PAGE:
Aluminum-Wood Stretcher Bars
Over the past few years, we have been designing and manufacturing custom hybrid wood-aluminum stretcher bars for some of our customers to meet their specific support requirements. Typically, aluminum stretcher frames offer advantages in the following situations:
- where large canvases need to be stretched on a relatively thin stretcher frame
- where exposure to large variations in heat and moisture levels exist (outdoor, tropical and cold climates)
- where tolerances for movement within the stretcher frame are very small
- where fire code regulations make the use of wood stretchers unacceptable
There is a misconception around the weight of aluminum stretcher frames. Many people assume an aluminum frame will be lighter than an all-wood frame; this is not usually the case. While aluminum is one of the lightest metals available, a frame made entirely out of aluminum will usually be 30% to 50% heavier than one made of wood. Aluminum stretcher bars can be made thinner than equivalent wooden ones but the weight will be greater.
The cost of making aluminum frames is also 40% to 80% higher than all-wood designs, mainly due to the higher cost of materials and machining.
The photos below show some of the wood-aluminum stretcher frames we have made. If you think that aluminum stretcher bars might be a good choice for your project, please call us so we can discuss the details of your artwork and installation.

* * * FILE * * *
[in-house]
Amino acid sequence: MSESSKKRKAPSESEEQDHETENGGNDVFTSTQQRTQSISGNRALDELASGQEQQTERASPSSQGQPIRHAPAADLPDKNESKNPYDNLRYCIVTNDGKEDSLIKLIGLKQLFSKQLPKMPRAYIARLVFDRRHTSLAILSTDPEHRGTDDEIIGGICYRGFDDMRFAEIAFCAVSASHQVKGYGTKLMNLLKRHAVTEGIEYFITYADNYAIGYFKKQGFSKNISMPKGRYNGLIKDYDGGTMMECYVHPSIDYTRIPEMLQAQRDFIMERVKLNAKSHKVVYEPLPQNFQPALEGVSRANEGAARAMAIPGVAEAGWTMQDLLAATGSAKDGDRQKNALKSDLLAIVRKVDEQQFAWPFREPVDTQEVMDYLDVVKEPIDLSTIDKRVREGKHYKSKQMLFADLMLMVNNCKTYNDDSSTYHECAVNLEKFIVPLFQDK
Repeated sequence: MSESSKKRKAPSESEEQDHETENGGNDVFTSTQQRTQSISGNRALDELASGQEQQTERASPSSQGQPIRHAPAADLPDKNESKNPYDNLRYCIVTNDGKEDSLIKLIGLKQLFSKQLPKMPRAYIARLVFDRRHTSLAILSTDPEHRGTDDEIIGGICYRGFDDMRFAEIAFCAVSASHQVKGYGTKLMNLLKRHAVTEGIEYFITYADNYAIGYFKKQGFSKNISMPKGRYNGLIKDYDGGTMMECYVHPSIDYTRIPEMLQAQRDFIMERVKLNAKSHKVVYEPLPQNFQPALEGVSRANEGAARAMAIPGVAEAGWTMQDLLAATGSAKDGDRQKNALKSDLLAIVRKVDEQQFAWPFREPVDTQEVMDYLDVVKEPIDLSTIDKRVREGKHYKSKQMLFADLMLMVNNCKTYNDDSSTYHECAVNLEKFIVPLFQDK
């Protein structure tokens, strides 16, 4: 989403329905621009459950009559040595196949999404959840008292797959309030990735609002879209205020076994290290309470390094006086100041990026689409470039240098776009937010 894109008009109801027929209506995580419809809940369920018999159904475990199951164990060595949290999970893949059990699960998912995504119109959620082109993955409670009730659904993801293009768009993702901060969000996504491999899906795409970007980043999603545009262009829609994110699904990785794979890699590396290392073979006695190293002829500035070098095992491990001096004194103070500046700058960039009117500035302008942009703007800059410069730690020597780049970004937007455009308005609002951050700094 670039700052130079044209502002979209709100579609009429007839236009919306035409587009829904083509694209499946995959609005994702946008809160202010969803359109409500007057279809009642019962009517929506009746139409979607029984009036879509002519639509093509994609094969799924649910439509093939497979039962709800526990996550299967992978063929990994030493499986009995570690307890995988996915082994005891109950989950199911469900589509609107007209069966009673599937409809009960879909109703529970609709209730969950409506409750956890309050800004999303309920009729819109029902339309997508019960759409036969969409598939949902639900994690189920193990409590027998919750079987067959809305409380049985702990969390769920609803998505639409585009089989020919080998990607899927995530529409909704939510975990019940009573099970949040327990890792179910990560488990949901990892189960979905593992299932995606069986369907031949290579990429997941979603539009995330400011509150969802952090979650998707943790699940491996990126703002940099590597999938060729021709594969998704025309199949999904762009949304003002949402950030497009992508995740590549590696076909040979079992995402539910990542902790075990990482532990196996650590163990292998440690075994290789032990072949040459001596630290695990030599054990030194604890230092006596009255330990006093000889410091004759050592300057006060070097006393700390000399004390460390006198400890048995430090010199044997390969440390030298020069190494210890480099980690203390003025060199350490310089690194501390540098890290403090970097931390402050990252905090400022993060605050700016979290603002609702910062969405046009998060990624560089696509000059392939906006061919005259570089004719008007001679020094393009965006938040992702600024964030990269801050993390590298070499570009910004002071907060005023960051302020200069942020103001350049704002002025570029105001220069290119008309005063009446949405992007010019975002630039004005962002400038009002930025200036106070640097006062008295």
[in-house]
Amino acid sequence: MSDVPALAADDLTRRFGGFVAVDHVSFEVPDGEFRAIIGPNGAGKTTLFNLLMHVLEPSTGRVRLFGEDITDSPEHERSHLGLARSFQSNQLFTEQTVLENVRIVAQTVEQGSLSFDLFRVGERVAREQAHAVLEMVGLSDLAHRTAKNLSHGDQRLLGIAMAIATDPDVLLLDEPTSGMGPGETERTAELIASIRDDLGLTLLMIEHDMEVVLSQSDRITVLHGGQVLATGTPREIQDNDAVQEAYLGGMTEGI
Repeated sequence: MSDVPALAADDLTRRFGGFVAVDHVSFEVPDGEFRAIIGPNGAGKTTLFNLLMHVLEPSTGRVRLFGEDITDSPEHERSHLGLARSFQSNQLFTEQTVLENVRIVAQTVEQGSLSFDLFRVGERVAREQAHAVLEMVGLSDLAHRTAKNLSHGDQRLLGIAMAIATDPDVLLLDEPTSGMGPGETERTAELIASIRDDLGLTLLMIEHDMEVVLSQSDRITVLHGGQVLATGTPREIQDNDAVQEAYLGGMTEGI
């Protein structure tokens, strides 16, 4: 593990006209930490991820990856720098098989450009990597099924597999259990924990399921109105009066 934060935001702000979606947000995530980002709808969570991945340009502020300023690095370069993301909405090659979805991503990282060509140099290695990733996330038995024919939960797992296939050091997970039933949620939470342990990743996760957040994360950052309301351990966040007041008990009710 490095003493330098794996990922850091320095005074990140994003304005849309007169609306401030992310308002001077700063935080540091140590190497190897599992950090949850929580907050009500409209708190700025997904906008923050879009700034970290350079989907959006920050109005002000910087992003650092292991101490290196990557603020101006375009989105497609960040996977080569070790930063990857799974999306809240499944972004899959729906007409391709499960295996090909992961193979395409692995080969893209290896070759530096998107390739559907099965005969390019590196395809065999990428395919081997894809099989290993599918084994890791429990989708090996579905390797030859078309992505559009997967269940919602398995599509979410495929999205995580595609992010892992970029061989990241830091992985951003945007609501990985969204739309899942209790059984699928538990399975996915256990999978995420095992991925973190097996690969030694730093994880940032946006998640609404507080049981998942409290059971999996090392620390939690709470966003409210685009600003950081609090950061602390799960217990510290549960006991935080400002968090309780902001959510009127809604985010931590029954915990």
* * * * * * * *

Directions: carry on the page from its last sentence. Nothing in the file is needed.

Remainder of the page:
96” x 120” cotton canvas stretched on wood-aluminum stretcher bars
1-1/2” wood stretcher with a 1” aluminum inner frame and 1” aluminum braces, shown disassembled
Assembled aluminum stretcher frame on 12 oz cotton canvas to be stretched
Assembled and disassembled corner of wood-aluminum stretcher showing design details and expanding corner turnbuckles used to add tension to a stretched canvas.
Centre splice joint (left), shown disassembled (below) and assembled (on right). These splice joints permit large canvases to be folded for easier transportation.
Squaring of corner is done by adjusting the corner turnbuckles
The stretcher frame can be expanded or contracted very precisely by adjusting the position of a threaded nut at the end of each brace.
Above are some examples of custom profiles involving the use of wood and aluminum in the design of stretcher frames.